History Ph.D. Dissertations


Revelations from the Dead: Using Funeral Home Records to Help Reconstruct the History of Black Toledo

Date of Award


Document Type


Degree Name

Doctor of Philosophy (Ph.D.)



First Advisor

Lillian Ashcraft-Eason

Second Advisor

Kefa Otiso (Committee Member)

Third Advisor

Apollos Nwauwa (Committee Member)

Fourth Advisor

Gary Hess (Committee Member)


The purpose of this study is to examine September 1912 through June 1917 records from the Wanzo Funeral Home toward reconstructing aspects of the history of black Toledo, Ohio during its formative years. That time period marks the early years of the Great Migration and the beginning years of World War I, coinciding with the burgeoning of Toledo's black community. The funeral records are currently housed at the Dale-Riggs Funeral Home, which in earlier years was owned by Elvin B. Wanzo and was the first publically listed black funeral home in Toledo.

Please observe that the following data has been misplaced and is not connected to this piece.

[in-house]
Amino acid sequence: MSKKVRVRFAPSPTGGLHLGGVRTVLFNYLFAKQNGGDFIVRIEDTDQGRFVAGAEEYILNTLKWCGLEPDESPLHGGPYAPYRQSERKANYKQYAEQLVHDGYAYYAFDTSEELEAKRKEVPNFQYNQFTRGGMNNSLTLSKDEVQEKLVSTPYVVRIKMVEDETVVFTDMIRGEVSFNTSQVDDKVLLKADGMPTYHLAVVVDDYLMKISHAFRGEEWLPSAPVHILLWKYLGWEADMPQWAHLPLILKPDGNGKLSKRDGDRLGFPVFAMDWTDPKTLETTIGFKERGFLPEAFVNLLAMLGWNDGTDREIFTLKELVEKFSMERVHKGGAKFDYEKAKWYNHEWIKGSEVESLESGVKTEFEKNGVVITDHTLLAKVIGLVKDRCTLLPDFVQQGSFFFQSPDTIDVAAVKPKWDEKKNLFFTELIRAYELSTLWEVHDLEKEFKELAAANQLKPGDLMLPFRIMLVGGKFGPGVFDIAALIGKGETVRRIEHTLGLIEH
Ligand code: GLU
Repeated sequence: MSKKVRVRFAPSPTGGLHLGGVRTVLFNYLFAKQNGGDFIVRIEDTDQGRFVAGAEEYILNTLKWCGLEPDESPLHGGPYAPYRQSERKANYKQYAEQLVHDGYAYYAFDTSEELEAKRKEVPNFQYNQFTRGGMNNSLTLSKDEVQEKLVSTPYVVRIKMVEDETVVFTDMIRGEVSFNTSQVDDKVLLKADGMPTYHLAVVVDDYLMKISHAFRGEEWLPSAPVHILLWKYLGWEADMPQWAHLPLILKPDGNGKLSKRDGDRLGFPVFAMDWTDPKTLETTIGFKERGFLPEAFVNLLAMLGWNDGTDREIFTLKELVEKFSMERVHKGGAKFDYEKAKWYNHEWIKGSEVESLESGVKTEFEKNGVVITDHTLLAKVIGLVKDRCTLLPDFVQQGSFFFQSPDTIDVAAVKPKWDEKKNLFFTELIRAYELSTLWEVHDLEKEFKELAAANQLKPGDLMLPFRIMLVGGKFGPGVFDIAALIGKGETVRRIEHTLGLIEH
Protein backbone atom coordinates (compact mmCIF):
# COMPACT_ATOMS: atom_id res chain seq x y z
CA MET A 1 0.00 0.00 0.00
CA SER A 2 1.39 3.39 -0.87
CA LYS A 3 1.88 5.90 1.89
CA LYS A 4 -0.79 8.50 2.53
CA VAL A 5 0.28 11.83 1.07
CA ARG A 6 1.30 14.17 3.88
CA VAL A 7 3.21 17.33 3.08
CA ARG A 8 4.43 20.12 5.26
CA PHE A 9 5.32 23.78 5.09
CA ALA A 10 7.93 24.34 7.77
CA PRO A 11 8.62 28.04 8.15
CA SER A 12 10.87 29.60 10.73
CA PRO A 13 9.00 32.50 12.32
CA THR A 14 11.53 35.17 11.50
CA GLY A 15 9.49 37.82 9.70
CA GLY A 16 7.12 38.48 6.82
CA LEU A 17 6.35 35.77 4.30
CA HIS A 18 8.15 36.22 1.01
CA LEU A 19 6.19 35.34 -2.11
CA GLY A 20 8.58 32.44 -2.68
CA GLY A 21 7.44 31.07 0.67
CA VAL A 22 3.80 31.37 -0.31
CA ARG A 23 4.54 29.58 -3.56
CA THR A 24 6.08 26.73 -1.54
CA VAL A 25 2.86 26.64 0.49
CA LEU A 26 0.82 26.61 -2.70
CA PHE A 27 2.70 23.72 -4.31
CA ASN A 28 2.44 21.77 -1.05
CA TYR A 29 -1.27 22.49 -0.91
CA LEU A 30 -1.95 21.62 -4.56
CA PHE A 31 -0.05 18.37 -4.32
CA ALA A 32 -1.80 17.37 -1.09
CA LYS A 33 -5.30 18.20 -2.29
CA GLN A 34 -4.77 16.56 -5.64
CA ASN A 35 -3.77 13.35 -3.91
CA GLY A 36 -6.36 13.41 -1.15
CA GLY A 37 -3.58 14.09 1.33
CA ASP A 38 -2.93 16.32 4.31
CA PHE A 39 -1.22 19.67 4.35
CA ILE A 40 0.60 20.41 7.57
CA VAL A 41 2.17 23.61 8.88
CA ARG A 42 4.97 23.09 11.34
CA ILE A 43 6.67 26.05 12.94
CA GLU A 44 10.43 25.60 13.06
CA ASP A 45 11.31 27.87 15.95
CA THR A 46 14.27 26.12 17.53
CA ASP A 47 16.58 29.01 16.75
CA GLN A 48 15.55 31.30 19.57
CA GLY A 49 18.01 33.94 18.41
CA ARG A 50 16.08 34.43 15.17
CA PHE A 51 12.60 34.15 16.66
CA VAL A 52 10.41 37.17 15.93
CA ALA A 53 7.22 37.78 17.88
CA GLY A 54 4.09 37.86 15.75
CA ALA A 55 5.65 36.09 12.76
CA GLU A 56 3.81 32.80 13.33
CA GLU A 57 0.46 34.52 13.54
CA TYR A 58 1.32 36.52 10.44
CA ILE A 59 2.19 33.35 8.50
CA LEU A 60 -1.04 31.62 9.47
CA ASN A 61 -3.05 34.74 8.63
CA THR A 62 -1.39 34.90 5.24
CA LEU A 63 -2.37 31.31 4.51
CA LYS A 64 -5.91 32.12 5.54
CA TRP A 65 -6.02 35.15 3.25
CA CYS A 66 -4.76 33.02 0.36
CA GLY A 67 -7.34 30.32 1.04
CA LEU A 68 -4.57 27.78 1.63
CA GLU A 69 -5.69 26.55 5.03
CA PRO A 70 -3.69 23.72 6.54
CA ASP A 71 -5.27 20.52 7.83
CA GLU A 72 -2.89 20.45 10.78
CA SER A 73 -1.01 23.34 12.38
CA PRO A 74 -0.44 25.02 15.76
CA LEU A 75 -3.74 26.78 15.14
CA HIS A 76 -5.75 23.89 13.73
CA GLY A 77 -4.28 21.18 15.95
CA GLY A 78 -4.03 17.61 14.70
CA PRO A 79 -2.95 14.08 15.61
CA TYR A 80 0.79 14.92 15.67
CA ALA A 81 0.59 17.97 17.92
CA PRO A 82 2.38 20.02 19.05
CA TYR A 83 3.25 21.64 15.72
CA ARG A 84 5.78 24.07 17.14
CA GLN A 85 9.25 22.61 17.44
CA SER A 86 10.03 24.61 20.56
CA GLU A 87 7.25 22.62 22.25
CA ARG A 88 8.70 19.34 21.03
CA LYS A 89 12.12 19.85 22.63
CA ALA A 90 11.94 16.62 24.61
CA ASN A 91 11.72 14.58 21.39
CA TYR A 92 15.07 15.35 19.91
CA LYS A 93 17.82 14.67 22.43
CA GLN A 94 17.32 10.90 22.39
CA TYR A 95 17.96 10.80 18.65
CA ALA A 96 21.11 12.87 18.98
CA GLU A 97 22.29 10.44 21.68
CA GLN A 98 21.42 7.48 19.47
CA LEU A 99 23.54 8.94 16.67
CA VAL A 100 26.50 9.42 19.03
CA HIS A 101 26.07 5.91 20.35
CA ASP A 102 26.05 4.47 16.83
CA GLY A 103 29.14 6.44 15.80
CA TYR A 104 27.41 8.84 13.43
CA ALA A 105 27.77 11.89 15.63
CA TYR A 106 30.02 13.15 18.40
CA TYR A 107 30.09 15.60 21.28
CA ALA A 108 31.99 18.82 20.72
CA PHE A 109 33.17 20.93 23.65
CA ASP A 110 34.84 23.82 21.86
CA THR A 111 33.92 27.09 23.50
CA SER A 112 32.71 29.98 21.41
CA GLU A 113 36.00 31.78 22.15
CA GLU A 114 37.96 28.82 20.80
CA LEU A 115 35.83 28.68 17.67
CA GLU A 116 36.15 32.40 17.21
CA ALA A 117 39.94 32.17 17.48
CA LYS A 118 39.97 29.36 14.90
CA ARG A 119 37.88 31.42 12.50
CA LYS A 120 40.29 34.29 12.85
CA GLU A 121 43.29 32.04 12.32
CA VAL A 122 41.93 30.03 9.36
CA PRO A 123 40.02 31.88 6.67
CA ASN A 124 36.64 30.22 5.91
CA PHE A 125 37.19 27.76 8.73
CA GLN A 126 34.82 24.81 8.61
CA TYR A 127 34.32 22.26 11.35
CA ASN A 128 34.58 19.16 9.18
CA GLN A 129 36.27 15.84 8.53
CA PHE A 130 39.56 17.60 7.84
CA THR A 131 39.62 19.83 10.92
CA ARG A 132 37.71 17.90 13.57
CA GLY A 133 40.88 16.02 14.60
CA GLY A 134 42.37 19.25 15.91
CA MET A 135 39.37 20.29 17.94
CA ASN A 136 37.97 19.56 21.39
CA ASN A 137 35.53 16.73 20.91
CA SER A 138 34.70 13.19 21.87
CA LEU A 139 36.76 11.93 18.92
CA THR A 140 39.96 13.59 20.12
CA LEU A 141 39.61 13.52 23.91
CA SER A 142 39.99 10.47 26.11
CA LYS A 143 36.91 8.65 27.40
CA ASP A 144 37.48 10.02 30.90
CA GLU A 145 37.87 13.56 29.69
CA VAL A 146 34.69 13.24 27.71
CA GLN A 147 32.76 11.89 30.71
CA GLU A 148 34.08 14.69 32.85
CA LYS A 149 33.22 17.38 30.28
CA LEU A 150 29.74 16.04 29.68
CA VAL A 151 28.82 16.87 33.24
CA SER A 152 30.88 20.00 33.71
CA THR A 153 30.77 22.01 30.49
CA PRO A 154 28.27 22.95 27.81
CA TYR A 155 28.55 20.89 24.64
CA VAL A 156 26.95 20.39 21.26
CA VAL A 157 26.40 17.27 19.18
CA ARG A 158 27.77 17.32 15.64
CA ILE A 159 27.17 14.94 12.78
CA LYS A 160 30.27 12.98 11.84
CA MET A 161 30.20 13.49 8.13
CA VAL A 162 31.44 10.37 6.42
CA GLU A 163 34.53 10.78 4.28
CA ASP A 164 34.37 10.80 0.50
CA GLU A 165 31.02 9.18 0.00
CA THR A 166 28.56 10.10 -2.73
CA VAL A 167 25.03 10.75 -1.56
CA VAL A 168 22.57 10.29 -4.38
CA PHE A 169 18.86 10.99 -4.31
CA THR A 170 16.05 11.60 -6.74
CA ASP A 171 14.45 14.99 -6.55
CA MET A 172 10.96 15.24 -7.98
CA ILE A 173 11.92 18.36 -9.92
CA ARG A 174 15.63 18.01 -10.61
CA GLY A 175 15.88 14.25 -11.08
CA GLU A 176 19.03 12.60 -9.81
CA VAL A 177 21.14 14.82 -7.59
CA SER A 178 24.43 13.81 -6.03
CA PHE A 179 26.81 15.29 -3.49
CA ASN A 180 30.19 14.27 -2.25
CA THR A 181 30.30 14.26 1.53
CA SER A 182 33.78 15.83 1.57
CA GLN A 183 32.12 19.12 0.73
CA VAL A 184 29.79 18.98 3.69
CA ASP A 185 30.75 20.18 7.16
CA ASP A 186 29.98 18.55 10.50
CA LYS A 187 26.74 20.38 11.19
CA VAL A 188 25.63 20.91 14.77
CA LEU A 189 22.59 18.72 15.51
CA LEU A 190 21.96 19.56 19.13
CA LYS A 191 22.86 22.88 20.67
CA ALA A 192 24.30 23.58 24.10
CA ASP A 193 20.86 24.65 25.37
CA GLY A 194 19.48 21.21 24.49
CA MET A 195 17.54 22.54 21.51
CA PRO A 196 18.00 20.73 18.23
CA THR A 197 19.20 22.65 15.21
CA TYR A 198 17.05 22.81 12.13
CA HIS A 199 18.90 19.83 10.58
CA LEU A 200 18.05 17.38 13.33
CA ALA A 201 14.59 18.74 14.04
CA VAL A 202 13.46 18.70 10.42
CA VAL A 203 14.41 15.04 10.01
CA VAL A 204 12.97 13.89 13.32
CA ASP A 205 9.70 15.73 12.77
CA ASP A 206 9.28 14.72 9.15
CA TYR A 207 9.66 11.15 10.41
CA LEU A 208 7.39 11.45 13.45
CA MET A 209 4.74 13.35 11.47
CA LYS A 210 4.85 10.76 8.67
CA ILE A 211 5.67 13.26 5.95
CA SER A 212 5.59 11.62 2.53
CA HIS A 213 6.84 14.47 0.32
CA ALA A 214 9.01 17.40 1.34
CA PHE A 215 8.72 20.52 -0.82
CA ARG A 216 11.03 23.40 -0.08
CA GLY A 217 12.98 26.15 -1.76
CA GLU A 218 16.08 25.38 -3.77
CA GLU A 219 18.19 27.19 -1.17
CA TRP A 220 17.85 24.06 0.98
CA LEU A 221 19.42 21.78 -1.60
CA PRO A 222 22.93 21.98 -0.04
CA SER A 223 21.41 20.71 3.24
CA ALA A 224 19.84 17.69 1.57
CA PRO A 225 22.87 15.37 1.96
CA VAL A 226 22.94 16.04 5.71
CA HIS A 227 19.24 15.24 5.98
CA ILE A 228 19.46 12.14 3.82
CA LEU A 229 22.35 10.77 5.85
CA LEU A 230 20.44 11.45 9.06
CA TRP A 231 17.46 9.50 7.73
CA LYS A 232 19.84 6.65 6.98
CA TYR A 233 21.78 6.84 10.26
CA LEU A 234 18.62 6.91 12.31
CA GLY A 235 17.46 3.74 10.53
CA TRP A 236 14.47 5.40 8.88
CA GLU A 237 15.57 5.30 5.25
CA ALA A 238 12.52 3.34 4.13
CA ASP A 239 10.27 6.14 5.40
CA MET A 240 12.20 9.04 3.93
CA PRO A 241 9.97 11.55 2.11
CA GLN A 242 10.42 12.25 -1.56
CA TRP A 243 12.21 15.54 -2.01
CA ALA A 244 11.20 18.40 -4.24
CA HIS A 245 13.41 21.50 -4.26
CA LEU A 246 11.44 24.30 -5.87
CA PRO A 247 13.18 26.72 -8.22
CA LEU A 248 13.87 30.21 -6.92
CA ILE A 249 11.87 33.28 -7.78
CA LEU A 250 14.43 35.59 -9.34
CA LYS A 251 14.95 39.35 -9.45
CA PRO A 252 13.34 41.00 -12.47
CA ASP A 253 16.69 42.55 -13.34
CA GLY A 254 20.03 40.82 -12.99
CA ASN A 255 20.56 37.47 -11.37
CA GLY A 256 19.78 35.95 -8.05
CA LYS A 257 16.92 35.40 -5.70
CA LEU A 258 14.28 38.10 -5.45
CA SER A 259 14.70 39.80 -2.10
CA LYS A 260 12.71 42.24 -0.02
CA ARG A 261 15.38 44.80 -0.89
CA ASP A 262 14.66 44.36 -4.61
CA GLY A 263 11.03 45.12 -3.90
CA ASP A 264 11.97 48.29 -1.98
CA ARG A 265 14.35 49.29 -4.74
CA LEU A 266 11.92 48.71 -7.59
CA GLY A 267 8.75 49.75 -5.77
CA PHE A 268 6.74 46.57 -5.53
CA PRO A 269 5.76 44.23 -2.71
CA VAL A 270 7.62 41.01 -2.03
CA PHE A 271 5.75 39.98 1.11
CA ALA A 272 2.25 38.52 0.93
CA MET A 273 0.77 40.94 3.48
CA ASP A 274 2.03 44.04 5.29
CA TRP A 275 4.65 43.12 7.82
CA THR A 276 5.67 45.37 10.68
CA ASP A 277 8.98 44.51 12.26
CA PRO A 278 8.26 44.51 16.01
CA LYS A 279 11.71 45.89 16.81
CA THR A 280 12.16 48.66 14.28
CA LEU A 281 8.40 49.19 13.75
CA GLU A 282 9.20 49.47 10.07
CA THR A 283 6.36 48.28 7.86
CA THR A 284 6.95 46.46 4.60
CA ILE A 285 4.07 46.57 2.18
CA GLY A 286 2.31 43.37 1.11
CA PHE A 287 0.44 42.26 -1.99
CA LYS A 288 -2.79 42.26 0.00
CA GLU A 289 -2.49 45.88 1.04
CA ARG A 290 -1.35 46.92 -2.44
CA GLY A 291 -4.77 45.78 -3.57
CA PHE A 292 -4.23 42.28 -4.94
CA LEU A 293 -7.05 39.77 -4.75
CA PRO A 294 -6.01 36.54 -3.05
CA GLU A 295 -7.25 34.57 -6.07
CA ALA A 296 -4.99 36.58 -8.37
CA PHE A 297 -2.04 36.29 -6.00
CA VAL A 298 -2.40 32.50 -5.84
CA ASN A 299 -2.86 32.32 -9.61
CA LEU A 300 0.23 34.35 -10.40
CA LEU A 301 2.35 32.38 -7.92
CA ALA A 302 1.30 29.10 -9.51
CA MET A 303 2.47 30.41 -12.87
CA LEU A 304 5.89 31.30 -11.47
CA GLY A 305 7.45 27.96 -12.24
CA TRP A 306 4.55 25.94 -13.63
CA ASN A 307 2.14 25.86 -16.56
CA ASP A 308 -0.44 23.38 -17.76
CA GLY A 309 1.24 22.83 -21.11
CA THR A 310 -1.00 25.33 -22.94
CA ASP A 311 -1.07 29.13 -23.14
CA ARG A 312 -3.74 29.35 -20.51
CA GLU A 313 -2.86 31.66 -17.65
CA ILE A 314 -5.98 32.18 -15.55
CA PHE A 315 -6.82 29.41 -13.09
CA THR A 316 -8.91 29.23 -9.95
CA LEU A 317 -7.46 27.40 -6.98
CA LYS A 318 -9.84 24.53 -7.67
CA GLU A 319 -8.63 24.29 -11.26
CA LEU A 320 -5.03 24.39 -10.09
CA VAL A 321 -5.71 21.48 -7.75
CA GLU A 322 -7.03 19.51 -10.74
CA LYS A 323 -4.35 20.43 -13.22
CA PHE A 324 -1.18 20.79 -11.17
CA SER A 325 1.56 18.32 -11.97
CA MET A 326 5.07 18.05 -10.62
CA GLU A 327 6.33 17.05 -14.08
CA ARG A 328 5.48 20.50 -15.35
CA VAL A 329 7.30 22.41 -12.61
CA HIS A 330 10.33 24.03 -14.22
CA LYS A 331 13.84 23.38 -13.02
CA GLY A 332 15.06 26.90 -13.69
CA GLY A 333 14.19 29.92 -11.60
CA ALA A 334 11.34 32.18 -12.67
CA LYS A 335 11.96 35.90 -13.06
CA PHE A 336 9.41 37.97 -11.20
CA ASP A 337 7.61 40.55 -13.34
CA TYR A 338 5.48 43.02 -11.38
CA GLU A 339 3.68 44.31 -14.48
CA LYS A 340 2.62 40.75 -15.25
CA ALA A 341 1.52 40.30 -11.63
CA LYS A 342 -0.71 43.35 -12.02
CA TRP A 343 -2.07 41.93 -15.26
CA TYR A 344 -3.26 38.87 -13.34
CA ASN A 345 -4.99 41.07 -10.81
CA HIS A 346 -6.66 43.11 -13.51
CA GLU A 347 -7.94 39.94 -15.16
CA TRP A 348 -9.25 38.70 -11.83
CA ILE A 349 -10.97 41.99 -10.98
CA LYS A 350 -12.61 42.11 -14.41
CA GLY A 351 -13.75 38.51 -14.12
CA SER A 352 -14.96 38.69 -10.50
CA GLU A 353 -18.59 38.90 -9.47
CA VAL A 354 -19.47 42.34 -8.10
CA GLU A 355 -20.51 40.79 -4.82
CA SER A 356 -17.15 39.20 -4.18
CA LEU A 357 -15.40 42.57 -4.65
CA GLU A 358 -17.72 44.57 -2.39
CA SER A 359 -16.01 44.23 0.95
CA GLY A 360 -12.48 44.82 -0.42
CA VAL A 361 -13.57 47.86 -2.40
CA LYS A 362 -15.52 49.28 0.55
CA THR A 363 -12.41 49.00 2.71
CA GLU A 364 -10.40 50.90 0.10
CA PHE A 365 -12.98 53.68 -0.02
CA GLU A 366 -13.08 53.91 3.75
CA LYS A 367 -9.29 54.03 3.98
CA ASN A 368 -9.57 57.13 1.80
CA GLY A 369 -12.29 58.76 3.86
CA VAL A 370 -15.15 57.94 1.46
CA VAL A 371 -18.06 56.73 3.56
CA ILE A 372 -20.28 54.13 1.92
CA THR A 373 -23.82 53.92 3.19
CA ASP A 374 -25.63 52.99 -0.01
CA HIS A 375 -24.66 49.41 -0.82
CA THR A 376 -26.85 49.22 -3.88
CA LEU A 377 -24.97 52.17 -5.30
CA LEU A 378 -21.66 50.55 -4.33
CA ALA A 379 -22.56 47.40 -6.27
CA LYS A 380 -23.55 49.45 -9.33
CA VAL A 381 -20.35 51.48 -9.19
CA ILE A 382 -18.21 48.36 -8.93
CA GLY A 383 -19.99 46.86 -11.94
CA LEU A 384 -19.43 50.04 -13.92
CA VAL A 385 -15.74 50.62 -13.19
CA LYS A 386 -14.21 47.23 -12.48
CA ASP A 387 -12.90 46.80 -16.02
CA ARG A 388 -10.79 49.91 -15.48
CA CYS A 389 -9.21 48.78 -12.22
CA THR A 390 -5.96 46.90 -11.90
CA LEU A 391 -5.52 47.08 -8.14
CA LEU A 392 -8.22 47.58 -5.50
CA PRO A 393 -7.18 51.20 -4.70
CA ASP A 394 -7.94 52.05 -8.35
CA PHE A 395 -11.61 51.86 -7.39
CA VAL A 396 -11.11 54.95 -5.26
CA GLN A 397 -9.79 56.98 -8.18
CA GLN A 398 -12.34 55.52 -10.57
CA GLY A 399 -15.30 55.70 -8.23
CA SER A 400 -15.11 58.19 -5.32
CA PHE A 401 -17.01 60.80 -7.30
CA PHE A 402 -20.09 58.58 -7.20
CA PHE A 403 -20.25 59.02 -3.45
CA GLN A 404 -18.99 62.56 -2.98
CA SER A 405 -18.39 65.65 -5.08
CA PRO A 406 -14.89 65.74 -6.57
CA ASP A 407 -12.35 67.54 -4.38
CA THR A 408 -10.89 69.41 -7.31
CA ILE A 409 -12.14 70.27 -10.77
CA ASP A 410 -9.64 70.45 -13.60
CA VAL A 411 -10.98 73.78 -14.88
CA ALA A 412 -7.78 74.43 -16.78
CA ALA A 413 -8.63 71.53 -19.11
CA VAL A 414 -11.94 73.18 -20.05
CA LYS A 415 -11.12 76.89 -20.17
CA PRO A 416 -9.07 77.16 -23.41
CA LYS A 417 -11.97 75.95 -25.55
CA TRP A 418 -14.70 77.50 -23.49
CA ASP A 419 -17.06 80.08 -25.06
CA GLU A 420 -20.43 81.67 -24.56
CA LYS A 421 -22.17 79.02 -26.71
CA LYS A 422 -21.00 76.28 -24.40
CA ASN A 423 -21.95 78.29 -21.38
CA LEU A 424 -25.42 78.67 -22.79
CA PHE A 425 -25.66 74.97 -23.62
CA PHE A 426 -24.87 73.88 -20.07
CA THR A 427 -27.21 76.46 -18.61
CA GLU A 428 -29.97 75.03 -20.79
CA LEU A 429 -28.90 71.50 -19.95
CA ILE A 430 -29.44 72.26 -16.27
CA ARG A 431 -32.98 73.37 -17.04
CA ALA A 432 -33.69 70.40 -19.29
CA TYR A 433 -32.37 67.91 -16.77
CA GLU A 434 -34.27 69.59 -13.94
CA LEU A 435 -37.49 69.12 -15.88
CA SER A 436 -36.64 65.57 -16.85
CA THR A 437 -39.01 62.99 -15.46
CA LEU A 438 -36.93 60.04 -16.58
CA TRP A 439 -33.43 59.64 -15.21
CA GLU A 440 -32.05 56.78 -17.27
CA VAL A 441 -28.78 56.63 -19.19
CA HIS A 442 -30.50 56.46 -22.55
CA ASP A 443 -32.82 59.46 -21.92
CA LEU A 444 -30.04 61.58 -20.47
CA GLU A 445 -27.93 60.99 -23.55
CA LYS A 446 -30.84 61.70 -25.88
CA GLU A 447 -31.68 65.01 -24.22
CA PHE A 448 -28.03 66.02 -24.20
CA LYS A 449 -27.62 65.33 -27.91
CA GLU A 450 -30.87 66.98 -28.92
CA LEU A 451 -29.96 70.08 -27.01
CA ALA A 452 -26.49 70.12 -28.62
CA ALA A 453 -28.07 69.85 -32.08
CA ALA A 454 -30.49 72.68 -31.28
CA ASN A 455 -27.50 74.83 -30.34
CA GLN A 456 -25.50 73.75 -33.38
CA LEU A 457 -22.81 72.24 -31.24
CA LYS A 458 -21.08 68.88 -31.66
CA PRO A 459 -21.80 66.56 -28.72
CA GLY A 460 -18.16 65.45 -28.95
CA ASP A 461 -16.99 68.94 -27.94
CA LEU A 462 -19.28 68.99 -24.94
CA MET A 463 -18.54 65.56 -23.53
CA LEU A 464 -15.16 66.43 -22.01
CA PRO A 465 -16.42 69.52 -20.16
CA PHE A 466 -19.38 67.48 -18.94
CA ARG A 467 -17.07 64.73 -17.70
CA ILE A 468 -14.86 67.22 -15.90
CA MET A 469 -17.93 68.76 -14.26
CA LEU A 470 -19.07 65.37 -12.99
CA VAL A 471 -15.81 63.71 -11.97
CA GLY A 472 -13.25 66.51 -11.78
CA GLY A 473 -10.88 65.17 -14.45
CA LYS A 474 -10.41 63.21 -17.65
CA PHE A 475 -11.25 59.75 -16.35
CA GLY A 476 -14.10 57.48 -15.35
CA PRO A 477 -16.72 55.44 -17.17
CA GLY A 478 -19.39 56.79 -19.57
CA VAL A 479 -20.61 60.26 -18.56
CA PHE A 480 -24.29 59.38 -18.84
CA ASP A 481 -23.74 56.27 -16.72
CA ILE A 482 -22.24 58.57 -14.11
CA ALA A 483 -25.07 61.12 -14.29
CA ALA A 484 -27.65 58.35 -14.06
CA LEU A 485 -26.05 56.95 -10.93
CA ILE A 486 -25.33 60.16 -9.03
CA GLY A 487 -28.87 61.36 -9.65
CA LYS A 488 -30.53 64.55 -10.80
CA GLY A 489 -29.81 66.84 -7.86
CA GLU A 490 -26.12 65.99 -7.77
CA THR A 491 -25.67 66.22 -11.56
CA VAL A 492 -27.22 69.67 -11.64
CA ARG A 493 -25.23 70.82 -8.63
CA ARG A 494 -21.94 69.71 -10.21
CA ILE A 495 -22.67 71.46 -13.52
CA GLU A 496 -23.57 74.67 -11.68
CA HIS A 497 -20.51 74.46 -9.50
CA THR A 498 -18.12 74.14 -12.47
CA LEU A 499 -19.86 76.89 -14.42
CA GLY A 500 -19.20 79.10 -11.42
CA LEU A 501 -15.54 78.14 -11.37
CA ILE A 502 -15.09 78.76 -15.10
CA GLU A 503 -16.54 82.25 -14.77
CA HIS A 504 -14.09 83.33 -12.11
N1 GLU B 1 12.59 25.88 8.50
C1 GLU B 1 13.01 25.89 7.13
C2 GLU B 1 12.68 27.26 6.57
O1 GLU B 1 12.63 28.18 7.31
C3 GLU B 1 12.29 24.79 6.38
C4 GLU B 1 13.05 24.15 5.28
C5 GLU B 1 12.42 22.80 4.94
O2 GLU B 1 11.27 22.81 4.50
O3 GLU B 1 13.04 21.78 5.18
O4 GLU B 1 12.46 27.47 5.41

This study benefits from the use of both quantitative and qualitative research methods. One of the methodological components of this study is a quantitative approach that allows me to statistically analyze five years in the Wanzo funeral records. Categorization and analysis of the information in the ledgers will help to provide a narrative that offers insights into community dynamics and ultimately creates a profile of the late formative years of black Toledo. This study complements and augments data used in prior studies on black Toledo. The records provide a glimpse into this Mid-western industrial city's black intra-community social relations, social and economic issues and development, patterns of migration, shifting residential boundaries and burial traditions and related to the disposing of remains of the deceased. Additionally, this study permits explorations in turn-of-the-twentieth century conditions associated with sickness and dying in Toledo. The ledger entries present an abstraction of each individual and propel the researcher toward a larger composite profile of various aspects of the black Toledo community in that period. This methodological framework can be extended to doing histories of other local communities throughout the United States.